27 January 2019
In January of 2004, the D. H. Lawrence Ranch was added to the National Register of Historic Places (NRHP) at the National level, which means the property is eligible for National Landmark Status.
This singular achievement was made possible by two scholars–Tina Ferris and Dr. Virginia Hyde. On January 2, 2019, we lost Dr. Hyde.
As many in the D. H. Lawrence literary community mourn her passing, I am taking this opportunity to do something long overdue—to recognize her important contribution to the history of the property.
The application process for the NHRP is arduous and time-consuming. The proposal took more than five years to complete and was complicated by the proximity of the two authors to the site. Neither lived anywhere near the D. H. Lawrence Ranch. Neither served as faculty at the University of New Mexico. Dr. Virginia Hyde worked from her office at Washington State University and Tina Ferris contributed from her home in the greater Los Angeles area. They worked not for recognition or recompense but simply to serve the greater good. And, so they have.
(BTW: I don’t believe Georgia O’Keeffe was frightened every moment. That’s the sort of hyperbole that the Misfit indulged in at the end of Flannery O’Connor’s story, “A Good Man Is Hard to Find.” Do you remember the concluding line of the story? The misfit has just shot the grandmother, and he speaks this line over her body:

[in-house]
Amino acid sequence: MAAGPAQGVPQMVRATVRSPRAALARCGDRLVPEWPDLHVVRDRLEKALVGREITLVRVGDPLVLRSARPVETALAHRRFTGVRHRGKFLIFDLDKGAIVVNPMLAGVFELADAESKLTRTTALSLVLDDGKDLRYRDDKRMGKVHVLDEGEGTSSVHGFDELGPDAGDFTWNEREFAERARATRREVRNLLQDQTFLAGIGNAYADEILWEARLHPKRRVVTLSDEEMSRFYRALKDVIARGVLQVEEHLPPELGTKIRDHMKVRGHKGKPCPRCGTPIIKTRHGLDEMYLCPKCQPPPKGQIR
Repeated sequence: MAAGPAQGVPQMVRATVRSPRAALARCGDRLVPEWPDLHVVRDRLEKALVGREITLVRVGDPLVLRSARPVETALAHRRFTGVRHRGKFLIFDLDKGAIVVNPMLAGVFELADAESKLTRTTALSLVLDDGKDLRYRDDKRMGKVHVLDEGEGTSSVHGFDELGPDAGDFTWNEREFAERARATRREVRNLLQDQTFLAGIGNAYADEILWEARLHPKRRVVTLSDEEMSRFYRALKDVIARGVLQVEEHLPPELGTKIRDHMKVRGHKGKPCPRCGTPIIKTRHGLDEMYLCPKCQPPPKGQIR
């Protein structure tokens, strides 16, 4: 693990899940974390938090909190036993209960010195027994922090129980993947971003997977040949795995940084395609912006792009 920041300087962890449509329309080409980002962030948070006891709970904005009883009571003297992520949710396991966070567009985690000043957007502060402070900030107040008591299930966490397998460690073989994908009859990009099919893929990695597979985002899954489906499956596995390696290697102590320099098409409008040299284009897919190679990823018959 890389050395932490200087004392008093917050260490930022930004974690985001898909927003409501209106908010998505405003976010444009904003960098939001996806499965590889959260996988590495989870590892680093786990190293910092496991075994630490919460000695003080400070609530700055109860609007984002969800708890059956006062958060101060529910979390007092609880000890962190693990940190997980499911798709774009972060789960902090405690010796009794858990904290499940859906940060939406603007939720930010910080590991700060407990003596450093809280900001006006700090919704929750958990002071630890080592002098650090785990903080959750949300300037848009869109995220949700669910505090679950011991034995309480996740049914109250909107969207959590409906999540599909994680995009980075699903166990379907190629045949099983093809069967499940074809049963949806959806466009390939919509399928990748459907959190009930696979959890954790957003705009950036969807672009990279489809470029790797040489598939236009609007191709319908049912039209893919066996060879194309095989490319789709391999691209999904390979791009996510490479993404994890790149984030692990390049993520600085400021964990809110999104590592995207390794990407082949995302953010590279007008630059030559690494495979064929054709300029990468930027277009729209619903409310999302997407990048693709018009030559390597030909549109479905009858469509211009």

The project began in 1998, in the early years of e‑mail. In fact, one of the oldest messages on my UNM e‑mail account is from Dr. Hyde. I looked it up earlier today and note that it was posted at 9:48 p.m. on a Sunday evening in July of 2000. Virginia wasn’t taking the summer off, the weekend off, or even the evening off. Instead, she was writing to enlist my help in completing the measurements for some of the historic buildings as well as the distances between them. This information was necessary for Section 7 of the narrative. (The proposal makes for fascinating reading and is available at the website for the D. H. Lawrence Society of North America.)
Virginia had been patient with me. This wasn’t her first message. I was overdue in sending her the necessary measurements. But in completing the task, I had met with all manner of obstacles. The caretaker for the Ranch, Mr. Al Bearce, was entirely opposed to the project. More than once, he threatened to call the Highway Patrol and have me booted off the property. But he wasn’t the only problem.
Virginia references another issue in her message: “We do very well understand some of the factors that make this work difficult, such as the mice that would certainly give me pause just as you say!”
Gently, she goes on to recommend a measuring tape that will speed up the job: “Sears sells a 100-ft.-reel tape for $16.00, and no doubt there are cheaper brands, too. We’d also suggest that it might be handy to print out this sheet and to write replies on the back.” I did as she asked and am proud to have made a tiny contribution to this large and lasting achievement. And, I am grateful that doing so brought me briefly into the life of Dr. Virginia Hyde.
She taught for 34 years in the English Department of Washington State University. She authored The Risen Adam: D. H. Lawrence’s Revisionist Typology (Penn State UP) and edited the Cambridge critical edition of Lawrence’s Mornings in Mexico and Other Essays (Cambridge UP, 2009). In total, she authored or edited six books, guest-edited literary journals, and published dozens of essays in journals and books, including the MLA “Teaching Authors” series.
She will be missed by many. But, at the D. H. Lawrence Ranch, the loftiest of the pines and the slightest of the mice whisper their gratitude and welcome her spirit.